Village Looks At Special Event Permits

Posted on 14 August 2008

In late June, the Village of Sag Harbor became aware that a Lionel Ritchie concert, among others, was planned at a Glover Street residence to the horror of neighbors. Of greater concern was that the event was planned for Fourth of July weekend, at the same time as the annual fireworks, meaning emergency service personnel and police would be preoccupied elsewhere should an accident occur.

Despite these reservations, there was very little Sag Harbor officials had in the way of power to stop the concert, although the event planners did pull out at the last minute while village officials scrambled in an attempt to obtain a temporary restraining order.

“We really didn’t have any legislation in place or power to deal with that situation,” explained Sag Harbor Mayor Greg Ferraris at Tuesday night’s board of trustees meeting.

Which was why trustee Tiffany Scarlato was asked to look at other municipalities in order to draft a stringent special events permit and explore the possibility of the village adopting a rental registry. On Tuesday, Scarlato presented the board with a draft of a special events permit, for discussion only, she cautioned.

On a basic level, the permit would require a permit for any event with more than 75 people anticipated to attend. Fines range between $2000 and $10,000, she said.

“Unfortunately there is sort of a lack of personal responsibility when it comes to maintaining one’s residence,” said Scarlato.

The board is expected to discuss the permit at next month’s meeting on September 9.

                                                 Moratorium Extension

Also on tap for September 9 is a public hearing on extending the commercial moratorium in the Village of Sag Harbor.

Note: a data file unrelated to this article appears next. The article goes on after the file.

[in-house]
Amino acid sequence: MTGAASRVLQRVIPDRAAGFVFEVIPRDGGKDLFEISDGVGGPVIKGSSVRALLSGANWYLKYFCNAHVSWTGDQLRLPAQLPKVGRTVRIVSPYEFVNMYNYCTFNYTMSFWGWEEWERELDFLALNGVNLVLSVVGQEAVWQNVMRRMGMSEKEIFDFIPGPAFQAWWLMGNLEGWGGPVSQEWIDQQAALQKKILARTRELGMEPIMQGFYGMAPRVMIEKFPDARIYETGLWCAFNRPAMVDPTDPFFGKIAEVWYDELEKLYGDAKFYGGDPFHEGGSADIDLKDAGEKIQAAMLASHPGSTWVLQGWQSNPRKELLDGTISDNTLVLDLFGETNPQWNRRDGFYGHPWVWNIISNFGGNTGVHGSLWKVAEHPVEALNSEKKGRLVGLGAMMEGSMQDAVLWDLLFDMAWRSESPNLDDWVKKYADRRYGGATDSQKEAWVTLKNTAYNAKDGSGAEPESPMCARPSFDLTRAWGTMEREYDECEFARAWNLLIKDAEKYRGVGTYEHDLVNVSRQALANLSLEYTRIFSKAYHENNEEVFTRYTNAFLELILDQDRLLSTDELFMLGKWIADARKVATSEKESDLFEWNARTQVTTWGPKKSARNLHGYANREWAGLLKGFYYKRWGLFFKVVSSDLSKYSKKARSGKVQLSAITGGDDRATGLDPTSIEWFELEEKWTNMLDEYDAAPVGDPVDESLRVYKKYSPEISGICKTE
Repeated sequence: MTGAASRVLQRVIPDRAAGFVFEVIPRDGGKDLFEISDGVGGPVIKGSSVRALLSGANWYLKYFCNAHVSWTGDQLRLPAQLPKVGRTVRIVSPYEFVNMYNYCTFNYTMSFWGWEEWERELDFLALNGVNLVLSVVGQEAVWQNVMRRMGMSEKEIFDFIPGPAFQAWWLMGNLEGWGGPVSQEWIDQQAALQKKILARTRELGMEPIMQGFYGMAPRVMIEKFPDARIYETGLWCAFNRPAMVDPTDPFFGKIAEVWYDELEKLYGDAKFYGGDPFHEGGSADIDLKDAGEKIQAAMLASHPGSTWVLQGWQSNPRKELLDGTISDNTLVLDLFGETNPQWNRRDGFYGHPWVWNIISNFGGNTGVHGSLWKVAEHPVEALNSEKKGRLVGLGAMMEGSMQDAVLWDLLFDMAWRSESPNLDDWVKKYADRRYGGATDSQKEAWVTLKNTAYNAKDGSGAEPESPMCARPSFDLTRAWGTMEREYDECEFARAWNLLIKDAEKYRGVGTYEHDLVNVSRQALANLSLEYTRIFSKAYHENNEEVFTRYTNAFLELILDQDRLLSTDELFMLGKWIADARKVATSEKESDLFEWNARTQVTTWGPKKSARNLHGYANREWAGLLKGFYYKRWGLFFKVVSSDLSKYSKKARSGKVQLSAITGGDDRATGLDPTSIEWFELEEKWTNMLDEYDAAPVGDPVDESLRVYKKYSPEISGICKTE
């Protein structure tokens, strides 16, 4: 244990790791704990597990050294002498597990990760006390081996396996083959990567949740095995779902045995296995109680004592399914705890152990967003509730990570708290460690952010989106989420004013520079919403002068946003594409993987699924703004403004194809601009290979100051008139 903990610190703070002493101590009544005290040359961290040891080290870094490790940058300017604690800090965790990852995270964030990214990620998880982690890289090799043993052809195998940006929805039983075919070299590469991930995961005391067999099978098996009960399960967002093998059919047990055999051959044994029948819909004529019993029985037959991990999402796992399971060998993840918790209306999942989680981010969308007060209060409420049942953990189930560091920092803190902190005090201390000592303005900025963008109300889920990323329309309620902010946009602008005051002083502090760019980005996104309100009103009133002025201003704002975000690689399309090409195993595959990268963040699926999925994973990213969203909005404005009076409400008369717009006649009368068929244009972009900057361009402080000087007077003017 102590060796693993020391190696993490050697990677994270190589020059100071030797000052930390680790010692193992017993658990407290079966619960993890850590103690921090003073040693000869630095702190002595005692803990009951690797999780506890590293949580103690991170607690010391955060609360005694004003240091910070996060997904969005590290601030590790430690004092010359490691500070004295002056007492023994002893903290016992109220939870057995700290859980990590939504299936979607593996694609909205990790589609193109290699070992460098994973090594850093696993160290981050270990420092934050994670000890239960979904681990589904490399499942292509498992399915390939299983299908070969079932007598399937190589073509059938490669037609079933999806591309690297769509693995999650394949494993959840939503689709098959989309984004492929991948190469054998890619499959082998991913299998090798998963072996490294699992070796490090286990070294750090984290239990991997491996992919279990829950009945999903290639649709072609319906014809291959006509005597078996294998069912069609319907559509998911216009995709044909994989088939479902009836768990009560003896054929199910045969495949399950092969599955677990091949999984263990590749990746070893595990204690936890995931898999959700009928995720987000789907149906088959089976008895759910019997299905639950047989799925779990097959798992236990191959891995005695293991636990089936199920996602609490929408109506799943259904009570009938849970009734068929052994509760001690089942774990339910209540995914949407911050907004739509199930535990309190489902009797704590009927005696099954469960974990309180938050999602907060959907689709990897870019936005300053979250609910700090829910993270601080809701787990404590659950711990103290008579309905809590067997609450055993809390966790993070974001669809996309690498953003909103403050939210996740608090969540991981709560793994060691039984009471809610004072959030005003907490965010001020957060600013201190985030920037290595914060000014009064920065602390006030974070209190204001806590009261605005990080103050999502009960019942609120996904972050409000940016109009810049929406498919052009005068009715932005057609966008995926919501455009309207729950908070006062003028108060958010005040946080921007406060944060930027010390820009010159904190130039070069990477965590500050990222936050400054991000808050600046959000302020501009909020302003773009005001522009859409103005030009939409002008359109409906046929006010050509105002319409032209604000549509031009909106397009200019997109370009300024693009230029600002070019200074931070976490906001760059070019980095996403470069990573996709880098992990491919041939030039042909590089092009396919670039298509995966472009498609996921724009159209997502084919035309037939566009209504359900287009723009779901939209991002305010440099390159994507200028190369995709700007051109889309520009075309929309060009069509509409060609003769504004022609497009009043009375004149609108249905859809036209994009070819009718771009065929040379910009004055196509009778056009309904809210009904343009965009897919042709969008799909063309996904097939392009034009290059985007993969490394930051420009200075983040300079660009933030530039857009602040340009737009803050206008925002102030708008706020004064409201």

For over a year now, while the village is rewriting its zoning code, the village has been in a commercial moratorium, which prohibits site plan review without a planning board waiver. The moratorium, originally enacted in June of 2007 for six months, was extended in December of that year for another six months and in June for another three. The current extension is also for three months as the village anticipates its new code will enter the public hearing process in the next month or two.

 Scarlato noted on Tuesday that while the code is moving towards public hearing two issues have popped up, namely the possibility of 24-hour convenience stores as accessory to filling stations, and lighting provisions, which Scarlato would like to see expanded on.

                                                            Dark Skies

East Hampton resident Susan Harder, director of the New York State Dark Skies Association, announced a demonstration streetlight has been set up in front of the Sag Harbor Historic Society. The light was designed, she noted, to provide better visibility while reducing glare. Harder has worked on similar projects in East Hampton Village and Montauk.

Based on her findings, Harder suggested any new or replacement fixtures, which are already budgeted for, be replaced with these fixtures. Harder noted the fixtures will ultimately save the village money as they employ less wattage than the current fixtures.

Mayor Ferraris suggested on an annual basis the board consider these fixtures for replacements.

The village ended its fiscal year with a $55,000 surplus, although Ferraris noted retroactive pay under the new police contract, dock maintenance and other projects have required the village to dip into its fund balance.

Ferraris said the disclosure is part of what he anticipates will be a quarterly report to the trustees about the village’s financial state. The village treasurer will be at September’s meeting to discuss the first quarter of this fiscal year.

In other village news, the 2007 Suffolk Regional Emergency Medical Services Council awarded the Emergency Medical Service Agency of the Year to the Sag Harbor Volunteer Ambulance. An awards ceremony will be held this October.

Mary Ellen McMahon has been posthumously honored by the Ambulance Corps for her 20-year service to the community, announced President Edward Downes. McMahon passed away this year and the newly acquired ambulance has been dedicated to her with a plaque. 

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